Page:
Tokyo is a gourmet paradise of the highest order. It’s hard to imagine anywhere else on earth having as many talented chefs! They ply their trade in a huge range of establishments, from the high-end restaurants in the sushi heartlands of Ginza, to small shops where you can get a bowl of Michelin-starred noodles for under $10 (see our post on the 5 most affordable Michelin-starred restaurants in Tokyo for the deets).
Have you ever fancied learning to make the delicious and diverse Japanese cuisine with your own two hands? If crafting the perfect bowl of ramen, learning to make gorgeous bento lunches, or cooking like a Buddhist monk tickles your fancy, then you’re in the right place.
You can do all that and more during these fantastic cooking classes in Tokyo, under the guidance of some of the city’s culinary experts. Not only will you get a cultural experience (often being invited into the home of your local Japanese cooking teacher), but you’ll also gain some practical skills to summon the culinary spirit of Japan in your own home kitchen for years to come!
15 Tokyo Cooking Classes to Level Up Your Japanese Cooking Skills
- Ramen and Gyoza Cooking Class
- Vegan Ramen and Gyoza Cooking Class
- Handmade Udon Cooking Class
- Wagashi and Mochi Cooking Class
- Wagyu Beef and Gyoza Class
- Washoku Cooking Class
- Nigiri Sushi Making Class in Tokyo
- Homemade Soba Class
- Kaiseki Cuisine Cooking Class
- Tempura Cooking Class
- Healthy Bento Cooking Class
- Cartoon Bento Making Class
- Shojin Ryori Cooking Class
- Vegetarian Sushi and Tempura Class
- Katsu Curry Cooking Class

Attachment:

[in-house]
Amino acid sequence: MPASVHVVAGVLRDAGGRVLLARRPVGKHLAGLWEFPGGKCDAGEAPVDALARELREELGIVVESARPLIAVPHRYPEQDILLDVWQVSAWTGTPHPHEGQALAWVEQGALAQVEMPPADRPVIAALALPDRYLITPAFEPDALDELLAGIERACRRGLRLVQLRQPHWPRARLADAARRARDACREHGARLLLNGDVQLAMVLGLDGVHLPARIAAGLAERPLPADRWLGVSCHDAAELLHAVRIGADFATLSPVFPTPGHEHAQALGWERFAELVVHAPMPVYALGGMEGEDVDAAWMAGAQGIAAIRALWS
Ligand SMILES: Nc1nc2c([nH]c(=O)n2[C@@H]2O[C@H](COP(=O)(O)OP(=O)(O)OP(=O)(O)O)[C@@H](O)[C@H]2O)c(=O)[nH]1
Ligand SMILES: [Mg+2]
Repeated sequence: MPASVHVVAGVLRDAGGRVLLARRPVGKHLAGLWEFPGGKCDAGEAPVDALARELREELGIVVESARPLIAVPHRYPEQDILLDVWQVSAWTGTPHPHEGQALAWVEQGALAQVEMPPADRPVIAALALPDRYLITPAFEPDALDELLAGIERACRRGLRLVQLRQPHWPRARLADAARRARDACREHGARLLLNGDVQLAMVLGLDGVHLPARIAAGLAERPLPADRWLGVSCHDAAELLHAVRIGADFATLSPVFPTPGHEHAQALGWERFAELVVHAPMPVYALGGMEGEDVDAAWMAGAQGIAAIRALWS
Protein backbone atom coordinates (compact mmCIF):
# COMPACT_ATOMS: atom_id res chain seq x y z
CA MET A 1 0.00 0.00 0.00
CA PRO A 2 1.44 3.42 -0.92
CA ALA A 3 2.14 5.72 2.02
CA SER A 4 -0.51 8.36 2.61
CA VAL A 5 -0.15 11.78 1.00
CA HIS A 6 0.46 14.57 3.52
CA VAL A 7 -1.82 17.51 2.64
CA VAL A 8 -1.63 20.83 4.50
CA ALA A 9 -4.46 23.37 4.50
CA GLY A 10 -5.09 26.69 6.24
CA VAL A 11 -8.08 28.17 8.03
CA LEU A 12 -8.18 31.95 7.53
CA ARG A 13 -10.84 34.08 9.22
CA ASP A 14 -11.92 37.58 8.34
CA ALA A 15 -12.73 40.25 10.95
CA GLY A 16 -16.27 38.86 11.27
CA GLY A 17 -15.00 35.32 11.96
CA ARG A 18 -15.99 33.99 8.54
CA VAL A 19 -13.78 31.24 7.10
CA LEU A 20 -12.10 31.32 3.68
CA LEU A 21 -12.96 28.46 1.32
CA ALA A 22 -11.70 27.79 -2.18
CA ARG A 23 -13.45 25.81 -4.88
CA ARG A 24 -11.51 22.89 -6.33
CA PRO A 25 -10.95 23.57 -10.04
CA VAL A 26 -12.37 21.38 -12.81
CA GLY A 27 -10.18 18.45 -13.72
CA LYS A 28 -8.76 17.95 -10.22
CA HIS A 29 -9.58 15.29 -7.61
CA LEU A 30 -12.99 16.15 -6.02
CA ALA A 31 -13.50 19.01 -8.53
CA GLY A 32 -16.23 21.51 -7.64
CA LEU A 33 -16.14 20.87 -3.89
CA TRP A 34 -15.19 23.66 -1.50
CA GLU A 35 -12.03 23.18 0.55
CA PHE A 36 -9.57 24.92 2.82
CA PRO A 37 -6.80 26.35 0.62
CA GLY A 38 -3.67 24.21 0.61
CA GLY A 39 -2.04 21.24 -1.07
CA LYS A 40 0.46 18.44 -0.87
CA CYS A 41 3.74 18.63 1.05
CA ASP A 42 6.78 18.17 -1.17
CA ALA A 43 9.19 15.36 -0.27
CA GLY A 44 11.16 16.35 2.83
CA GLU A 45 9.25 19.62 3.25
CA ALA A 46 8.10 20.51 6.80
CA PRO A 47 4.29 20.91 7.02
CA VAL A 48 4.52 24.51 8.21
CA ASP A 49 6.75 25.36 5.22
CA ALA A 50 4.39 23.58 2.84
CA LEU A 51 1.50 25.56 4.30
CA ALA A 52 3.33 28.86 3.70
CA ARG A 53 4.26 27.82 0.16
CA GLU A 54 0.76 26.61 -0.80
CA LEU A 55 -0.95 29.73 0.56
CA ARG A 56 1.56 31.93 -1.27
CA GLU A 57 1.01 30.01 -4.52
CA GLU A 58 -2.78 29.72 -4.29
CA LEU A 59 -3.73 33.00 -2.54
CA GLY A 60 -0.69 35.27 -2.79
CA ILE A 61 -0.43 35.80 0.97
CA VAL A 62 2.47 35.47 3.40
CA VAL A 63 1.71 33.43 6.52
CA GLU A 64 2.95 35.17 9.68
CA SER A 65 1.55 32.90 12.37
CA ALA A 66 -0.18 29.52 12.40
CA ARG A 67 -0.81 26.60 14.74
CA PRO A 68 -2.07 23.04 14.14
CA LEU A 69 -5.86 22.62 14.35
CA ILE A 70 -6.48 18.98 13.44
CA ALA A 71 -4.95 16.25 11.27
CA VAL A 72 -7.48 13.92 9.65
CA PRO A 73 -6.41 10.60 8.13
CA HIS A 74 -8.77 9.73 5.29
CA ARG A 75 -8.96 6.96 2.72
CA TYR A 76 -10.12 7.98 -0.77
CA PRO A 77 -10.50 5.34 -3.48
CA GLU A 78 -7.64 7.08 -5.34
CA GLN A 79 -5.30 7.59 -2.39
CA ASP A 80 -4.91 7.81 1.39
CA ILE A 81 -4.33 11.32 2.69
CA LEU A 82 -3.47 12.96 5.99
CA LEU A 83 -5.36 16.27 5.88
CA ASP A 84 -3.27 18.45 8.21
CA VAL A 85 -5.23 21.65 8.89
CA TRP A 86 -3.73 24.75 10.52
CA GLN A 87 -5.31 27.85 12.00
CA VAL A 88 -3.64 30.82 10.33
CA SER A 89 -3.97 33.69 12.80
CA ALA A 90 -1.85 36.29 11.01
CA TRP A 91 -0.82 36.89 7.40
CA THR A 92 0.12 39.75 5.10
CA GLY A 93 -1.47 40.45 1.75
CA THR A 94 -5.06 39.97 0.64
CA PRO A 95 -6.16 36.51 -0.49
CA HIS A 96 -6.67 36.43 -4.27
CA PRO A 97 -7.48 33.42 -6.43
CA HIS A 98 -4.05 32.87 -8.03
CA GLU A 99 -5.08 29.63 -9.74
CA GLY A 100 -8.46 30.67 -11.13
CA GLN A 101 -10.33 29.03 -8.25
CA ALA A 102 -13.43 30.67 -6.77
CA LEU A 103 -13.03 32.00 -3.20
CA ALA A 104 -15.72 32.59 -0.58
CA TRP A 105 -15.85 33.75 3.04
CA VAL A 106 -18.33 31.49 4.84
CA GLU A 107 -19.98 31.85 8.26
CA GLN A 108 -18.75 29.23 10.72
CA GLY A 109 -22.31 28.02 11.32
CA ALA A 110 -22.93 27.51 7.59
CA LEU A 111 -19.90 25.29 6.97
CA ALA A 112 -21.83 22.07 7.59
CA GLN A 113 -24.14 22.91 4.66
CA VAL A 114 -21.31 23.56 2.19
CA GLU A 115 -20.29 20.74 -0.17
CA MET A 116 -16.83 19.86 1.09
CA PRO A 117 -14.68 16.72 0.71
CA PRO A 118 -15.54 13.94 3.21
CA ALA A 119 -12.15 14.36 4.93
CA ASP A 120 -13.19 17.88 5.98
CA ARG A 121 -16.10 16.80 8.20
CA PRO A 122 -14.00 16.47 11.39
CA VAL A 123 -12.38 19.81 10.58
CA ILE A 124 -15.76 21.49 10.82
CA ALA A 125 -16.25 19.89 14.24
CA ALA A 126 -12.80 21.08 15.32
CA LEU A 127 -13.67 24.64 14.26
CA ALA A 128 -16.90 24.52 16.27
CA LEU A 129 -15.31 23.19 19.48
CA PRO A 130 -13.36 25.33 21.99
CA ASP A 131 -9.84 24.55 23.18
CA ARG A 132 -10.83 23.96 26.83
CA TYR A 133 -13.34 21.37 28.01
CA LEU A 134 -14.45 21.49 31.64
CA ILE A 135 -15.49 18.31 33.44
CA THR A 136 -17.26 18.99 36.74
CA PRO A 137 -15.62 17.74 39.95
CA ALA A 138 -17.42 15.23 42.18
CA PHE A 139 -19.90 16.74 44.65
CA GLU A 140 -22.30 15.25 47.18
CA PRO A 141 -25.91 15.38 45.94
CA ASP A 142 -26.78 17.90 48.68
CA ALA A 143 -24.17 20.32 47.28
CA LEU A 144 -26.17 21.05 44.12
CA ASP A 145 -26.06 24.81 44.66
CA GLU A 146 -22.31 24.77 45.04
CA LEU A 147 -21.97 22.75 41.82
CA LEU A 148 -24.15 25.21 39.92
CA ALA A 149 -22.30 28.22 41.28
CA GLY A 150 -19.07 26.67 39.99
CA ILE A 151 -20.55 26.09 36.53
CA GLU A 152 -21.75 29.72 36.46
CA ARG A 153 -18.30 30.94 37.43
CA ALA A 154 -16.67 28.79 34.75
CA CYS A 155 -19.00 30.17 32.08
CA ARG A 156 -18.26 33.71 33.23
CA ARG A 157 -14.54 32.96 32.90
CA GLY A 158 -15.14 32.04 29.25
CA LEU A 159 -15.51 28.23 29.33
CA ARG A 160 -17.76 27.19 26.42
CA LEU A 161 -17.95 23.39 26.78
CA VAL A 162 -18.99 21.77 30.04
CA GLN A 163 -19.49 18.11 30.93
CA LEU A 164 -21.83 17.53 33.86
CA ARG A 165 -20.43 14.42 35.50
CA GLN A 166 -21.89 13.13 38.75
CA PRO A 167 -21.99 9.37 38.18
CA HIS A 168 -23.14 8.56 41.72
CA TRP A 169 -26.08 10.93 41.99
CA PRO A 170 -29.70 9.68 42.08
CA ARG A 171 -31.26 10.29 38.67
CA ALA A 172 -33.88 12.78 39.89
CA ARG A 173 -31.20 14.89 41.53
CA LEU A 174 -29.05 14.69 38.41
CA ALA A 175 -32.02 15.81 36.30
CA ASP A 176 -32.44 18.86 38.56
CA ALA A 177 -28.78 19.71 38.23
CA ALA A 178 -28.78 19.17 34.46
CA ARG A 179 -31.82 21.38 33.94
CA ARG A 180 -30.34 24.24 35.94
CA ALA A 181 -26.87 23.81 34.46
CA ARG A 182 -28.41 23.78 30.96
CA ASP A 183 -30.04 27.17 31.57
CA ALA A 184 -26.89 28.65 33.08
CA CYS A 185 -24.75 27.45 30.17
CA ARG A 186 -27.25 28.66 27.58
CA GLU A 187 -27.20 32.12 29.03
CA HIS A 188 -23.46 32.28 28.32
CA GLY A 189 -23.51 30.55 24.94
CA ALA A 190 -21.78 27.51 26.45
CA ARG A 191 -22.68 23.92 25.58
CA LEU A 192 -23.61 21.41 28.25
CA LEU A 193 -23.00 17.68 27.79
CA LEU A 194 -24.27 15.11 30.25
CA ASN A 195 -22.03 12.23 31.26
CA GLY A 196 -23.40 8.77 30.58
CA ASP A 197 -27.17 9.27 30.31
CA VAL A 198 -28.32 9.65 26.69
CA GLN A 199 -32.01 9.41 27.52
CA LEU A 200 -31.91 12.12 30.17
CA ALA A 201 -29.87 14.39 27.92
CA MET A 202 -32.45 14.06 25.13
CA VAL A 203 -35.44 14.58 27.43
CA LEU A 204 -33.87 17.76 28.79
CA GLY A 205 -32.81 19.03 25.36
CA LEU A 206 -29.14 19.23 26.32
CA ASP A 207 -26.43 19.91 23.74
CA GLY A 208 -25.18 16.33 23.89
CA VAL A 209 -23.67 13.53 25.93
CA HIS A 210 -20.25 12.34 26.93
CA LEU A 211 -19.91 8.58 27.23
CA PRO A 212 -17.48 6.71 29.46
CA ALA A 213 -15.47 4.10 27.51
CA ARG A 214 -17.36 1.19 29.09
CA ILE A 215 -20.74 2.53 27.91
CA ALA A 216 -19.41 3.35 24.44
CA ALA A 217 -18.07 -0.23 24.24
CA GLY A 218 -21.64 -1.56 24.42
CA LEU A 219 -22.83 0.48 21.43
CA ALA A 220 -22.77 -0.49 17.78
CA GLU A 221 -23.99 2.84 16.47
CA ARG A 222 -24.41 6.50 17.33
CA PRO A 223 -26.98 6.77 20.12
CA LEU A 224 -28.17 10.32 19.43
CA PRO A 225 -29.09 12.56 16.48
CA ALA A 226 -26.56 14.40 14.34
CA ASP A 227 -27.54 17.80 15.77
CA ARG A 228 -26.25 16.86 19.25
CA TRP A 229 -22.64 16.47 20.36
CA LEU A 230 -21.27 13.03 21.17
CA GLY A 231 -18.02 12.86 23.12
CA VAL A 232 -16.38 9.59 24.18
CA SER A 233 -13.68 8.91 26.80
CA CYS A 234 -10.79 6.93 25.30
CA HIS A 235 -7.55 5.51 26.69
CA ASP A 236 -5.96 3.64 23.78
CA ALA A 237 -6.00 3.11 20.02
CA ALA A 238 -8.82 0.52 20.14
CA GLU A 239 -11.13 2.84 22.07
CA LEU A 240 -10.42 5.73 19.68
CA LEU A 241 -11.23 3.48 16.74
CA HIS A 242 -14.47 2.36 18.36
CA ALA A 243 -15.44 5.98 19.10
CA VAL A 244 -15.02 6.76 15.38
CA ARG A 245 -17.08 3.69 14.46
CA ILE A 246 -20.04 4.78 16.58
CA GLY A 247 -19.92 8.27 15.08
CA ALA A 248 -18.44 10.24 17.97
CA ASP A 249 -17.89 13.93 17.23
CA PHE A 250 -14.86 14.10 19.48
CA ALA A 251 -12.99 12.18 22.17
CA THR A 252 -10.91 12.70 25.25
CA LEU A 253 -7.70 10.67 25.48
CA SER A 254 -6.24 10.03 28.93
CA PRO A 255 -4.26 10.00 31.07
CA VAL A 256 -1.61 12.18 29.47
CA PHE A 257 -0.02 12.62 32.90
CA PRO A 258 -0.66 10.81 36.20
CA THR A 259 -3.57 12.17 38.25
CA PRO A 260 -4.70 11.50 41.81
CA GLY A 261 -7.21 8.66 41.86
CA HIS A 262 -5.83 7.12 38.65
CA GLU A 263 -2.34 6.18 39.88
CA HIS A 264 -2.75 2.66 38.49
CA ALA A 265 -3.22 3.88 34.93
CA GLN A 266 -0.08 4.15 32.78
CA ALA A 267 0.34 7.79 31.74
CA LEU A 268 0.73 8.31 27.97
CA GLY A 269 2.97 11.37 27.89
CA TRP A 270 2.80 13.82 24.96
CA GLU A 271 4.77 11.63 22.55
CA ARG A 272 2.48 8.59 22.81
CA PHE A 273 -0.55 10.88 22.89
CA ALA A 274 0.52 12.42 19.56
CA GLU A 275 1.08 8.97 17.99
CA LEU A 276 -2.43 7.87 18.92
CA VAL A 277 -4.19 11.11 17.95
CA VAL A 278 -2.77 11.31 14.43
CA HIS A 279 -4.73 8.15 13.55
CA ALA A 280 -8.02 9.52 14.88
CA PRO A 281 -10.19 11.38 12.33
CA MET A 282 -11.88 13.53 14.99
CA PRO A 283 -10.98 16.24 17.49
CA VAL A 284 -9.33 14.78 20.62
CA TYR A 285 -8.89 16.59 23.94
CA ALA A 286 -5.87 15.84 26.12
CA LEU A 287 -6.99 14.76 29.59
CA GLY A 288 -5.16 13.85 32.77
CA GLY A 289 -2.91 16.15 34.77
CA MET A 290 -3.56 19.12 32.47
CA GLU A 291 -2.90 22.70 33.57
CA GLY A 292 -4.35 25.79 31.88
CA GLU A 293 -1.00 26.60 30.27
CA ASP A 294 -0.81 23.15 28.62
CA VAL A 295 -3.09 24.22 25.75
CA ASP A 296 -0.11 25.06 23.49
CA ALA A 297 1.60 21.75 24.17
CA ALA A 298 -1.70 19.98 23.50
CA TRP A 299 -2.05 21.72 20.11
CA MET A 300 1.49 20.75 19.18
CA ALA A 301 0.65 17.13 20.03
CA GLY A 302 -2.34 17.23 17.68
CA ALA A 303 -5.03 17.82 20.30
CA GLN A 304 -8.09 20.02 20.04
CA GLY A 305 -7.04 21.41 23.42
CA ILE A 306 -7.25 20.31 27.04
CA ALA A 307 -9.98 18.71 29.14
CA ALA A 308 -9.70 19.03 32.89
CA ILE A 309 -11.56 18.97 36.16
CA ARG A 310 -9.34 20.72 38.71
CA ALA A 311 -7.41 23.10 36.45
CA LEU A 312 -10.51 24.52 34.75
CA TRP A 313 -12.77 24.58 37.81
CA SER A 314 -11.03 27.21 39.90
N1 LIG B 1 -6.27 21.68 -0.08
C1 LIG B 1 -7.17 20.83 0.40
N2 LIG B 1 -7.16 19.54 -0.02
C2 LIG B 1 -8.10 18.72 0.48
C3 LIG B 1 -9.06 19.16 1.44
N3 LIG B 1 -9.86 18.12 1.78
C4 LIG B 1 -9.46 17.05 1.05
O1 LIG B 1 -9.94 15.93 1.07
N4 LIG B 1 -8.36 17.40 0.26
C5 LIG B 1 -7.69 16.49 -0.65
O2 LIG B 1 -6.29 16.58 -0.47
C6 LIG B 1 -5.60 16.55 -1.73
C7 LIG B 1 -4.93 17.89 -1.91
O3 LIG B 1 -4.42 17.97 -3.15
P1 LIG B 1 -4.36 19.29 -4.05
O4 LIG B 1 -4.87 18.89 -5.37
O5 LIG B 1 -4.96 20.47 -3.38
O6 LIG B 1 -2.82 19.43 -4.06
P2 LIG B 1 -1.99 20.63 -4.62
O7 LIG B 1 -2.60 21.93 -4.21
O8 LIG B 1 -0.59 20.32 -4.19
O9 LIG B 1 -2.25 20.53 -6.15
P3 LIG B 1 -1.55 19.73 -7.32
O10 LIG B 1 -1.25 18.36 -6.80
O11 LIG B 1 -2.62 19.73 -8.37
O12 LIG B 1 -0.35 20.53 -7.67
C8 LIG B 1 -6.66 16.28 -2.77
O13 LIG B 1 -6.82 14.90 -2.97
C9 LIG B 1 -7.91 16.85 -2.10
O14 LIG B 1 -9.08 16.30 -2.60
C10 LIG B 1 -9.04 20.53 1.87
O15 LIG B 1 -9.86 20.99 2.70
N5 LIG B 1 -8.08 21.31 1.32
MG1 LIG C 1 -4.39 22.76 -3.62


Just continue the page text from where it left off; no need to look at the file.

1. Ramen and Gyoza Cooking Class
The ramen craze has well and truly taken over the world. You can find instant packets of these flavorful noodle soups lining the shelves of supermarkets from New York to Nigeria. A true ramen lover stays away from these, however, opting instead for the real deal: the original, big, hearty bowls of fresh ramen you’ll find all over Japan.
In this Japanese cooking class, you’ll get the chance to make your own ramen and gyoza in Asakusa, one of the most historic districts of Tokyo. Over the course of 2 hours you’ll learn to prepare every component of this delicious noodle soup and crispy pan-fried gyoza (Japanese potstickers) from scratch (with the recipe to take home). Vegetarian recipes are available for both, making this one of the more accessible cooking classes in Tokyo.
No more cheap instant ramen for you — with this recipe in your arsenal you’ll be able to whip up an authentic bowl of Japan’s favorite comfort food whenever you want!
2. Vegan Ramen and Gyoza Cooking Class
For a long time, Japan wasn’t an easy place to navigate as a vegan diner. Many of the classic Japanese vegetable dishes use the ubiquitous dashi fish stock! All that’s beginning to change, however, with a new wave of inclusive dining culture taking hold in the big cities.